Gen Z Activists On What's At Stake: 'The Climate Crisis Doesn't Effect Us All Equally'
Members of Generation Z are some of the most passionate believers when it comes to fighting for action on social justice, but also on climate change. It’s partly because some feel the causes they care about are deeply connected.
That’s what teenage climate justice activists Jayola Reid and Jade Lozada of New York City think. Both have embraced their own personal stories to fight for progressive change to protect the environment.
They join host Tonya Mosley to share some lessons they’ve learned along the way.
The Worst Crime
By Jade Lozada
The worst crime I know men have committed is to turn nature into an oppressor.
I tend land; concrete gorges in Earth, pillared steel and brick,
burdenless and guiltless below its sky — the first witness and
last native to this island
at the joint of the ocean’s palm and the Hudson’s stretch
into us. An exodus from the diaspora for sins
of skin darkening for lack of sun and barren pockets.
Somewhere, we search for home. So we bleed joy into summers
enclosed in our beating heart labyrinthine barrios.
The croon of a singer who never kissed his mother’s land goodbye
laces and tangles treetops in the night,
glides into the southern current of the sea,
waters the pores of my concrete.
Cascading lyrics from our windows return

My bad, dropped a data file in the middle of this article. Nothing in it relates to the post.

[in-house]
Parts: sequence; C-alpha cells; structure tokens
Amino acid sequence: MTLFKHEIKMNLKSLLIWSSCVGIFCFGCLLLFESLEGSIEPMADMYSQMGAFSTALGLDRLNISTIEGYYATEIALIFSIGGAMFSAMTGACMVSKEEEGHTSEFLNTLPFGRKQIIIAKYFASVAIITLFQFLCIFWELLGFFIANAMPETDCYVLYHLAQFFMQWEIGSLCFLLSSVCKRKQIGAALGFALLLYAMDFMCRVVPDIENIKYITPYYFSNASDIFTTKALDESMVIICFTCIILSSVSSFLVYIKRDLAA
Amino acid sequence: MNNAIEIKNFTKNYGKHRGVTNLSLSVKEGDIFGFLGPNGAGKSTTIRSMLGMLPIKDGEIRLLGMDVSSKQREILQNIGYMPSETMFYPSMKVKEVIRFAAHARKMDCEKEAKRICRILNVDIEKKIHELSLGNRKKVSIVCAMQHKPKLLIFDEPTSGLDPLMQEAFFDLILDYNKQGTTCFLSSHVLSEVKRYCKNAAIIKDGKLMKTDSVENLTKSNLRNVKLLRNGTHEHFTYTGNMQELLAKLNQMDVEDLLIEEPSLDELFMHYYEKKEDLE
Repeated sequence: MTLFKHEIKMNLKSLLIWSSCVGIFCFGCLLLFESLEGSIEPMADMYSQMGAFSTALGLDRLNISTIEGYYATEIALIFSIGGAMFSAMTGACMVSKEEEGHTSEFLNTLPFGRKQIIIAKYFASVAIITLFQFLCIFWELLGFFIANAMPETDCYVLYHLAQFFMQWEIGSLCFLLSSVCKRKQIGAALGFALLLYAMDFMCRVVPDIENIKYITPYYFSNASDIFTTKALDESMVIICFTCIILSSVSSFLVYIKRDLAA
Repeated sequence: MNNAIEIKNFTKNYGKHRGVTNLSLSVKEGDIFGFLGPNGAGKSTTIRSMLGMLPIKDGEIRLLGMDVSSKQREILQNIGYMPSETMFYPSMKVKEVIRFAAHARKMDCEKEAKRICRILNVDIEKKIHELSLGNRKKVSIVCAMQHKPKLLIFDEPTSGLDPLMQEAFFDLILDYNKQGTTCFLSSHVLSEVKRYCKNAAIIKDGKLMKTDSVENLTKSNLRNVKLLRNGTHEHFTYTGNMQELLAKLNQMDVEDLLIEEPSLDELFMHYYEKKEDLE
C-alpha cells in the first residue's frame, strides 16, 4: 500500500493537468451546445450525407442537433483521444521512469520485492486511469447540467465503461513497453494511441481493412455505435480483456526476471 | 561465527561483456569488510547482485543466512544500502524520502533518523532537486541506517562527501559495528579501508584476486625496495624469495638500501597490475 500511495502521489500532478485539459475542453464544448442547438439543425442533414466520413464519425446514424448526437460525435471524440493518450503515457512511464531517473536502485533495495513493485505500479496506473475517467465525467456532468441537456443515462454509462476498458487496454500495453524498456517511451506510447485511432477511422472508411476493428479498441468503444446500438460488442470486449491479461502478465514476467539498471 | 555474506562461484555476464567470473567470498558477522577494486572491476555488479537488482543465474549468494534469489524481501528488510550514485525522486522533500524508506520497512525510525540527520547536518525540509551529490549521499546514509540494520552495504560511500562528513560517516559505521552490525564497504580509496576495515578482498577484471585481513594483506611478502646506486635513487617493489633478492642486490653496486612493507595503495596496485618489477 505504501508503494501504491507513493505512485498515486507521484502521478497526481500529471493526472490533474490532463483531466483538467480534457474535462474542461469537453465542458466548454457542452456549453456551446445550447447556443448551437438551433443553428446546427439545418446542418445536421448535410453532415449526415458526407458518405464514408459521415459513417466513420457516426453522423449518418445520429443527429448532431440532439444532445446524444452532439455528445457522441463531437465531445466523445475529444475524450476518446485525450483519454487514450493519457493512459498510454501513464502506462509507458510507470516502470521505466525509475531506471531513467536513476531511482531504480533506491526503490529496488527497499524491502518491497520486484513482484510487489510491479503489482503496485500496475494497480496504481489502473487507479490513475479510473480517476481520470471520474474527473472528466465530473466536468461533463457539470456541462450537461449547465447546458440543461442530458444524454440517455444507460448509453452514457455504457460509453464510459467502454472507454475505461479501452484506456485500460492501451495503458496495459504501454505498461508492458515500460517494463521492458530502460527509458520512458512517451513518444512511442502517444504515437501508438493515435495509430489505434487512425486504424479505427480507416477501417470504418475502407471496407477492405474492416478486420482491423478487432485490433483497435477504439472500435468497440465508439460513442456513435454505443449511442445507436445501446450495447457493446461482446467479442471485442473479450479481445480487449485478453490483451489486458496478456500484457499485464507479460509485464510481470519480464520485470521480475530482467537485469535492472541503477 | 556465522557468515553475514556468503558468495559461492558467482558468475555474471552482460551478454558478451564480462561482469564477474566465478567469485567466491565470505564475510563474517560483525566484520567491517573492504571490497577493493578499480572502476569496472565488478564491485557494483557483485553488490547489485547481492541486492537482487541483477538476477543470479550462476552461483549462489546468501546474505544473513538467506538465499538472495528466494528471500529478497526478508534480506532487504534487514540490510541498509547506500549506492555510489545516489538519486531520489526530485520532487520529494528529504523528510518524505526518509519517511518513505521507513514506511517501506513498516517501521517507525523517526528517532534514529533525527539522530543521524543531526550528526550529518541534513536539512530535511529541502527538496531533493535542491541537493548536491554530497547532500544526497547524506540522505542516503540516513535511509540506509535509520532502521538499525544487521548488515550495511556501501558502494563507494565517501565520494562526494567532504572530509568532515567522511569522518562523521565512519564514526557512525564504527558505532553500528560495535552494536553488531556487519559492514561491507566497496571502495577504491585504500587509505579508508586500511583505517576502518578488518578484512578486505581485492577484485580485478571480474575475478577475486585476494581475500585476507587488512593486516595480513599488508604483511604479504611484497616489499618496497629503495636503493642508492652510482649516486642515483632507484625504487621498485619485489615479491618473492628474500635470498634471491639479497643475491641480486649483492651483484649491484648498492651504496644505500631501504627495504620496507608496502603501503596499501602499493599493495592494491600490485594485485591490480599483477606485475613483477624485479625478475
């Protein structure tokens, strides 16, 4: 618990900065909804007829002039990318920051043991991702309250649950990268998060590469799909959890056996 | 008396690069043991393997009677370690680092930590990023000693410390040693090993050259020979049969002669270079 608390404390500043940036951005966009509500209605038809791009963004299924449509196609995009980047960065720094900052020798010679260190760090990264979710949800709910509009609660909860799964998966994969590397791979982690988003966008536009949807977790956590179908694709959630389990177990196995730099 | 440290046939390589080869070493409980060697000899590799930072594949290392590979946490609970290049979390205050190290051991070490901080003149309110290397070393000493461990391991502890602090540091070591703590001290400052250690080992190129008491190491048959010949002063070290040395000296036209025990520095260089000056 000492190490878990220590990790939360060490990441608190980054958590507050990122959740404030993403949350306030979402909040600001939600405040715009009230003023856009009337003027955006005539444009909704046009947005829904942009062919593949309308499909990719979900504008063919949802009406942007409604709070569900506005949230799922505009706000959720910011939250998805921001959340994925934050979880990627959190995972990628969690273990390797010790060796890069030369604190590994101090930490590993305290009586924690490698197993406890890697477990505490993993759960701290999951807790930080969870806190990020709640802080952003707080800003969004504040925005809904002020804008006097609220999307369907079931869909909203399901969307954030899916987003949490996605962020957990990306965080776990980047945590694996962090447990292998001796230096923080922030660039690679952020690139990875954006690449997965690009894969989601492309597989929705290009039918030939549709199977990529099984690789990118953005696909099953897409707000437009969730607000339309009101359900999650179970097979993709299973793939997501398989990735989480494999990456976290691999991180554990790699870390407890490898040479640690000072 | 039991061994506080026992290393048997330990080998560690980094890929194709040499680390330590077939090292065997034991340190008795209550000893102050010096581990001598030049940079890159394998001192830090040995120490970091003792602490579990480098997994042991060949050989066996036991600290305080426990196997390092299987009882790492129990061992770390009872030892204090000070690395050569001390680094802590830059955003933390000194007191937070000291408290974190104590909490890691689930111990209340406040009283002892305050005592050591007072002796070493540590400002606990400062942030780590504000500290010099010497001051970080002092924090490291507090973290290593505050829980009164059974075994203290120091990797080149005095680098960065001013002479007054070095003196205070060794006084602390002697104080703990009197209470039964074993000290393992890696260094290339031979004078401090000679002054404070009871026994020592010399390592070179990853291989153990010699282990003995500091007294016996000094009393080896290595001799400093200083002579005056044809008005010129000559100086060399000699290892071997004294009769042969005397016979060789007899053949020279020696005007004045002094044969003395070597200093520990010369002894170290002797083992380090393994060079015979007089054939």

in lush plátano leaves on the sill.
When our words melt into English arroyos,
pavement, that mutilation of Manhattan island,
breaks open nature’s bounty: Grotesque, undulating heat
reverberates from asphalt, ricochets off brick
into the heartbeat of car stereos;
Diesel clouds halo above us;
Toxins pumped from Earth’s troves poison our breath.
Of their sear on our skin, their imprint on our lungs,
their toil in digging deep graves for early deaths.
Here lies the fate of the first natives:
To be mutilated as someone’s ancestors
mutilated Manahatta — razing forest,
burying water with families,
forcing brown bodies thereafter
to swallow oceans in order to taste home.
This story is part of Covering Climate Now, a global journalism collaboration of more than 400 news outlets committed to better coverage of the climate crisis. This year’s theme is “living through the climate crisis.”
This article was originally published on WBUR.org.
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